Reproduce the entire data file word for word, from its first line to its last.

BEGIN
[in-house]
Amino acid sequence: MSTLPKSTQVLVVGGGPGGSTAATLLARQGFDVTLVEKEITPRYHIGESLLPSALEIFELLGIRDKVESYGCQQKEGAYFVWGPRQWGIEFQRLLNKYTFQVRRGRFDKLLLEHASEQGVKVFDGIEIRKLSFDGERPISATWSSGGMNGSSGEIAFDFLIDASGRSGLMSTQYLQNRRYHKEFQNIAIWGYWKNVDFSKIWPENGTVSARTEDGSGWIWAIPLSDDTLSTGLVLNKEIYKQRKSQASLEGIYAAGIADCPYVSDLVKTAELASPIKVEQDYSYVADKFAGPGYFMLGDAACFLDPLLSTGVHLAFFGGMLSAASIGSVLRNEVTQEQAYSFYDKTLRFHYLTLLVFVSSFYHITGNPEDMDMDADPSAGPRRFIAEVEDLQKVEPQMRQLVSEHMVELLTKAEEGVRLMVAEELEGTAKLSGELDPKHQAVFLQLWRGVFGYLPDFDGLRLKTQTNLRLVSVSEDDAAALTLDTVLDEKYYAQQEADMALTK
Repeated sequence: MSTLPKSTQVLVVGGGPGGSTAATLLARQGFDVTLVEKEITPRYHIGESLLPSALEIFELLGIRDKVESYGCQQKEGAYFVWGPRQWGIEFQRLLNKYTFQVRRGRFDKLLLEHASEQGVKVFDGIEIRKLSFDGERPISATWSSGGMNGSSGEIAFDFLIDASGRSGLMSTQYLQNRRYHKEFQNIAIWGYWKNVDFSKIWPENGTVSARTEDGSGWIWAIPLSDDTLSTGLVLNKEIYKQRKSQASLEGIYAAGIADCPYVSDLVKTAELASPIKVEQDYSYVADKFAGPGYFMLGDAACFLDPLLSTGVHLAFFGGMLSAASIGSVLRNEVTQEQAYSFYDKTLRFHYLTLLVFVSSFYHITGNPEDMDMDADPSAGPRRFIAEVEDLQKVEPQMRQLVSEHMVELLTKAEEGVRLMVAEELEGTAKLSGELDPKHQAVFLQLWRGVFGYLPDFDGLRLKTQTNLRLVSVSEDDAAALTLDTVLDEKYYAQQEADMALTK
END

[in-house]
Amino acid sequence: MSTLPKSTQVLVVGGGPGGSTAATLLARQGFDVTLVEKEITPRYHIGESLLPSALEIFELLGIRDKVESYGCQQKEGAYFVWGPRQWGIEFQRLLNKYTFQVRRGRFDKLLLEHASEQGVKVFDGIEIRKLSFDGERPISATWSSGGMNGSSGEIAFDFLIDASGRSGLMSTQYLQNRRYHKEFQNIAIWGYWKNVDFSKIWPENGTVSARTEDGSGWIWAIPLSDDTLSTGLVLNKEIYKQRKSQASLEGIYAAGIADCPYVSDLVKTAELASPIKVEQDYSYVADKFAGPGYFMLGDAACFLDPLLSTGVHLAFFGGMLSAASIGSVLRNEVTQEQAYSFYDKTLRFHYLTLLVFVSSFYHITGNPEDMDMDADPSAGPRRFIAEVEDLQKVEPQMRQLVSEHMVELLTKAEEGVRLMVAEELEGTAKLSGELDPKHQAVFLQLWRGVFGYLPDFDGLRLKTQTNLRLVSVSEDDAAALTLDTVLDEKYYAQQEADMALTK
Repeated sequence: MSTLPKSTQVLVVGGGPGGSTAATLLARQGFDVTLVEKEITPRYHIGESLLPSALEIFELLGIRDKVESYGCQQKEGAYFVWGPRQWGIEFQRLLNKYTFQVRRGRFDKLLLEHASEQGVKVFDGIEIRKLSFDGERPISATWSSGGMNGSSGEIAFDFLIDASGRSGLMSTQYLQNRRYHKEFQNIAIWGYWKNVDFSKIWPENGTVSARTEDGSGWIWAIPLSDDTLSTGLVLNKEIYKQRKSQASLEGIYAAGIADCPYVSDLVKTAELASPIKVEQDYSYVADKFAGPGYFMLGDAACFLDPLLSTGVHLAFFGGMLSAASIGSVLRNEVTQEQAYSFYDKTLRFHYLTLLVFVSSFYHITGNPEDMDMDADPSAGPRRFIAEVEDLQKVEPQMRQLVSEHMVELLTKAEEGVRLMVAEELEGTAKLSGELDPKHQAVFLQLWRGVFGYLPDFDGLRLKTQTNLRLVSVSEDDAAALTLDTVLDEKYYAQQEADMALTK